Monday, July 02, 2007

Robin Nestlings

four robin nestlings

We've been watching a robin's nest in the basswood tree by the woodshed, the same structure that was recently the home of a phoebe family. Like the voracious phoebe nestlings, the four little robins have grown very fast.

slightly older robin nestlings close look from a robin nestling robin, nearly a fledgling Mother robin, watching photographer in alarm

There's quite an increase in feathers between the first two and the last two nestling photos, and the last photo shows the mother robin watching the photo session with concern. I hadn't noticed until our recent visit from a Wood Thrush how much alike the birds are built.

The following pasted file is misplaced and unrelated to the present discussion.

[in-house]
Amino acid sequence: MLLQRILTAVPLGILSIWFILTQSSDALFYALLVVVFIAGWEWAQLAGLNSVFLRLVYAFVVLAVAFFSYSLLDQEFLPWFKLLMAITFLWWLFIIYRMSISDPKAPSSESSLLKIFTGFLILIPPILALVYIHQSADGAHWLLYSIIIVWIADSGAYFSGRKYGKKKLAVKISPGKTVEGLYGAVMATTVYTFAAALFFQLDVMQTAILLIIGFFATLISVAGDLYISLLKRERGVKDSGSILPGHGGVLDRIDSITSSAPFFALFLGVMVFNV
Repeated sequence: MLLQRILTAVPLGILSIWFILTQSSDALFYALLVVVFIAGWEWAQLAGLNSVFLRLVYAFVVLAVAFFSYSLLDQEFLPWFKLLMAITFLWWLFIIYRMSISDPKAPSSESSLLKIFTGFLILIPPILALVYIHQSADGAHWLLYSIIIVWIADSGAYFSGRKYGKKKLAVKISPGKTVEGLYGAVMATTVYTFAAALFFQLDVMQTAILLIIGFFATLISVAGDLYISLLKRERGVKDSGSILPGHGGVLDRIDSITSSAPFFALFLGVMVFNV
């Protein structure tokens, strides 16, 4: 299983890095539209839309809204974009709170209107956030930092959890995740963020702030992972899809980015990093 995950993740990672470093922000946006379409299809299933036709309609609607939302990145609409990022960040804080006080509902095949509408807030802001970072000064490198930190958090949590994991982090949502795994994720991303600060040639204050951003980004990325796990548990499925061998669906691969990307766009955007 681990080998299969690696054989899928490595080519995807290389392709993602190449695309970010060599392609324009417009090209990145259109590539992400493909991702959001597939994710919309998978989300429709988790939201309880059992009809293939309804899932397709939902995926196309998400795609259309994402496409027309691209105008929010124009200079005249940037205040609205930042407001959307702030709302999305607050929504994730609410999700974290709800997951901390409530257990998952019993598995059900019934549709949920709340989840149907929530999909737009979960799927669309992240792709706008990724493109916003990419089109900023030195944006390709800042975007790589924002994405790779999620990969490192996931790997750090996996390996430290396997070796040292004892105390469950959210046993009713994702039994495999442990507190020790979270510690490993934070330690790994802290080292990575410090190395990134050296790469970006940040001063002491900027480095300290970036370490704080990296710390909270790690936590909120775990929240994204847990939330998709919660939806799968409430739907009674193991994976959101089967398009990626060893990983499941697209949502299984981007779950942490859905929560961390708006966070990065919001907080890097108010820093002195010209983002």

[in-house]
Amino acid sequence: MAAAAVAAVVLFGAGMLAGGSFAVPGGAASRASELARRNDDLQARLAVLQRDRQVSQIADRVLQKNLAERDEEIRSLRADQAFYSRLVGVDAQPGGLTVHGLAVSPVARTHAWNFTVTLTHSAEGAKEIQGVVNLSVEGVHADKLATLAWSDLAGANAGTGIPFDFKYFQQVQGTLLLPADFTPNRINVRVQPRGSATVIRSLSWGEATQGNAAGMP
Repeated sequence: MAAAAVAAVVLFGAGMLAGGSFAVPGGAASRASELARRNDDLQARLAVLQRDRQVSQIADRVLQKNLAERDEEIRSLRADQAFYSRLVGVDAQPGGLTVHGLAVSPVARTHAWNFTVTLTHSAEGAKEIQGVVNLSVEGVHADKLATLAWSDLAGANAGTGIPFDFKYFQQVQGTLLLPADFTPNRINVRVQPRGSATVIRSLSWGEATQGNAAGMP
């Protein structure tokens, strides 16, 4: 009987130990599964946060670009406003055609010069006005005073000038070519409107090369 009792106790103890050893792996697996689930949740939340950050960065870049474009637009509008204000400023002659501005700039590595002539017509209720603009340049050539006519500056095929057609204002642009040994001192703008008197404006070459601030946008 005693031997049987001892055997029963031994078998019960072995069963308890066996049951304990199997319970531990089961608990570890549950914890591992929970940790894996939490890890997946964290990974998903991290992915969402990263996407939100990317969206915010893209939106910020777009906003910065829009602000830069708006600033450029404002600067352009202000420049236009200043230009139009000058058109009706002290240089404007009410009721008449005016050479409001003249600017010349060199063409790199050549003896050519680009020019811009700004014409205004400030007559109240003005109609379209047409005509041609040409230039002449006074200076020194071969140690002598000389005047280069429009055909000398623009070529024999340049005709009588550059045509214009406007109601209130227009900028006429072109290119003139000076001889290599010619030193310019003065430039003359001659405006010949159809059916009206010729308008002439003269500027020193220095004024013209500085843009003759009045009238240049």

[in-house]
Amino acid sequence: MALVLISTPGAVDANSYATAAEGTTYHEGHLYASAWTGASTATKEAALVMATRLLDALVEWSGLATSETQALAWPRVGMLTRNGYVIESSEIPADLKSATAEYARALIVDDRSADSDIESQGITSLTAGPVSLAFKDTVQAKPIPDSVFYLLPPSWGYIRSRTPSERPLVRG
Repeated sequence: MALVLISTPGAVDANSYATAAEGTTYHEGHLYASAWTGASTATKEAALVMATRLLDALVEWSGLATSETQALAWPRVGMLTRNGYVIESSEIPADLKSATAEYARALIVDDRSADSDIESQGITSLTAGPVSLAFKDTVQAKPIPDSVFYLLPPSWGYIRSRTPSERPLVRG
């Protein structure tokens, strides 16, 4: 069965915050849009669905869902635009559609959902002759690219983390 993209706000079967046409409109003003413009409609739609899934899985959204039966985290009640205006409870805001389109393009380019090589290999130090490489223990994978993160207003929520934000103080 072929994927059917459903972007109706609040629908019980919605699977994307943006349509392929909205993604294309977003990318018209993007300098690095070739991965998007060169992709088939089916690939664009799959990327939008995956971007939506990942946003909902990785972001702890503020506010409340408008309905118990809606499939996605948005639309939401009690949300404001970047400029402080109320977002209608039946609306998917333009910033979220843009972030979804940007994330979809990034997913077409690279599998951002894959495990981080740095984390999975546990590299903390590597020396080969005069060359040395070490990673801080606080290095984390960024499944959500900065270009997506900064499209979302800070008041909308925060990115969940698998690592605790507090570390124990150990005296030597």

Emma Bell Miles, in Our Southern Birds (1919), contrasts the song of the American Robin with the Wood Thrush:

What an active, gladsome, vigorous fellow [the Robin] is, and how clearly and fully he expresses all his feelings in his various notes. No refinement of musical culture, such as graces his kinsmen the Thrushes, belongs to him, no elegance of gentle manners; we might say that the Wood Thrush is a violinist to whose recitals we listen in admiration, and Robin is a fiddler to whose jolly strains we may dance with glee. His notes ring with positive gladness; his every motion is decided and free, his bearing alert and open; his presence dominates the lawn or orchard.

Mrs. Miles wrote this book as she lay dying in a tuberculosis sanitarium for the indigent. She intended it to be used by teachers in southern schools, and hoped that its sale would provide for her young children after her death. I don't think either of these intentions came to pass, but the project must surely have brightened her thoughts.

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